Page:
Gingerbread-Brandy Trifle

When setting out to pull together my Christmas menu I started thinking about dessert and when thinking of classic victorian Christmas meals the only dessert that seems fitting is trifle! First confession. I have never made one before. First realization: Now that I have this is how all cake should be made! Forget the meticulous icing and elaborate decorations. Instead why don’t we do this for all cakes? alternating layers in a big bowl! Love it! 

For any of you who were fans of the TV show Friends, you can’t help but giggle thinking about a holiday trifle. In season 6 episode 9 Rachel has a go at making dessert. The comedic problem? Two recipes got stuck together so she made a trifle with lady fingers, custard, jam, oh yeah and beef, peas, onions… and then more custard, bananas, and whipped cream. Thankfully that sort of thing only happens in sitcoms.

When looking for a holiday trifle recipe I came across one in an old Fine Cooking magazine. It was the DEC/JAN 2012 issue. It was a recipe for Gingerbread-Brandy Trifle. This caught my attention and got filed away for future use so when I came across it in my planning it seemed perfect. Best part is trifles are best made days in advance as you both want it to fully chill and the flavors to really soak into each other.

I will admit this is an ambitious recipe so it’s best if you take it one step at a time. I would say bake the cake and the syrup one day. Then make the custard filling the next day and assemble.



  • 6 ¾ ounces All-purpose Flour
  • 1 ½ teaspoons Ground Ginger
  • 1 teaspoon Baking Soda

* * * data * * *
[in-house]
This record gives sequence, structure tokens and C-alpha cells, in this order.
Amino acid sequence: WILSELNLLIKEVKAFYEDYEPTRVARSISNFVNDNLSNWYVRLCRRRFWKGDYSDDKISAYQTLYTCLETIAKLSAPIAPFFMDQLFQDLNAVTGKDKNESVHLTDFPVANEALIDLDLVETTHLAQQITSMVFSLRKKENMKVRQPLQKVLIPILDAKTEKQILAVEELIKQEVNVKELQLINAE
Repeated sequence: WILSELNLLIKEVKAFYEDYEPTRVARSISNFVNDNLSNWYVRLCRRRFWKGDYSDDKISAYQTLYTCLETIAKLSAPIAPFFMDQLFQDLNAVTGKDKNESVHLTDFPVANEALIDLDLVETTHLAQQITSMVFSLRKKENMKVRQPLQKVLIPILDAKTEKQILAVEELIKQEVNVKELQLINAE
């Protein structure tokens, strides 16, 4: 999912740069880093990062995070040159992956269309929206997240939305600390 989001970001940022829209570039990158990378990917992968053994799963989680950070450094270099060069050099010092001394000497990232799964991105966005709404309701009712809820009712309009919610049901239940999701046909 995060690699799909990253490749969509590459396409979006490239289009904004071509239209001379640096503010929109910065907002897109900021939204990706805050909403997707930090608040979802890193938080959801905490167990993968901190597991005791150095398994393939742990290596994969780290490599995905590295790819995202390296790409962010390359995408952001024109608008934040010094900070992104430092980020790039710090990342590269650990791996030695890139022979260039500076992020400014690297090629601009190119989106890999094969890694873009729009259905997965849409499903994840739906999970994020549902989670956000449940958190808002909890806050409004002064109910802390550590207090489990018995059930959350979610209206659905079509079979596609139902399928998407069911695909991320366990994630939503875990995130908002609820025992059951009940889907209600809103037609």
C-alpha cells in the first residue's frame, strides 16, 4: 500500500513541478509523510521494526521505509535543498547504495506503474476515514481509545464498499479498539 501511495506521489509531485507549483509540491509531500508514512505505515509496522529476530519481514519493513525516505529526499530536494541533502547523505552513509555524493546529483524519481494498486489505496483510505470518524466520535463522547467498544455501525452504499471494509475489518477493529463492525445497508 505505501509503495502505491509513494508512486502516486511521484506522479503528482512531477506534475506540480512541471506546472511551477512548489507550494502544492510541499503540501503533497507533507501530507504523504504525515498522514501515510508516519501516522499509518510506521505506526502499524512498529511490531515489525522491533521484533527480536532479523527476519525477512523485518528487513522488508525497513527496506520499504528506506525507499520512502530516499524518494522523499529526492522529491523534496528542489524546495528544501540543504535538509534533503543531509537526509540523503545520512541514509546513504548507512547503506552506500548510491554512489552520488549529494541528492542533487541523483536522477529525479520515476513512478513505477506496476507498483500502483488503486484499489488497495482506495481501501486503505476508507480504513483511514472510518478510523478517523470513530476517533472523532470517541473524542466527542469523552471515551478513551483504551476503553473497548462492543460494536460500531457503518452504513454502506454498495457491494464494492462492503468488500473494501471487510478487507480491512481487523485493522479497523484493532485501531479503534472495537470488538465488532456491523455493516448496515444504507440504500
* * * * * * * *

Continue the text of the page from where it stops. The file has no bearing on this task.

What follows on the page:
• ½ teaspoon Salt
  • ¼ teaspoon Ground Allspice
  • ¼ teaspoon Ground Cinnamon
  • Pinch finely ground White Pepper


  • 4 ounces Whole Milk


  • 3 ounces Unsalted Butter, softened
  • 150 grams Granulated Sugar
  • Lemon Zest of 1 lemon, finely grated (I prefer to do this on a microplaner)
  • 2 large Eggs, at room temperature
  • 160 grams Unsulfered Molasses

Preheat your oven to 350ºF. Grease 2 8-inch round cake pans and line the bottom with parchment or wax paper. ( You can really use any size pan you want but you may need to adjust the cooking time if the cake is thinner or thicker than what I did. In the end it all gets cut up into 1 inch cubes.)

This is a cake where you will make a creamed butter mixture and alternate adding the dry and wet ingredients. Start with getting your dry ingredients, that would be the flour, ginger, baking soda, salt, allspice, Cinnamon and pepper, measured out into a bowl that will be easy to pour or scoop from.

Next measure the milk in to a pourable measuring cup.

Now, in the bowl of a stand mixer ass the butter, sugar, lemon zest, eggs, and molasses. Beat with the paddle attachment until light and fluffy. Next add half the dry ingredients and mix just until incorporated, then add half the milk and mix just until incorporated, stop the mixer, scrape the bowl down, and repeat adding the dry and then finishing with the milk. Split the batter between the prepared pans.

Bake the cakes for about 25 minutes or until the tester comes out clean. Cool completely, then run a knife around the edge of the cake and invert onto a wire rack. If you are making this cake in advance once the cake is fully cooled wrap in plastic and store at room temperature. (Just a side note this cake is VERY moist.)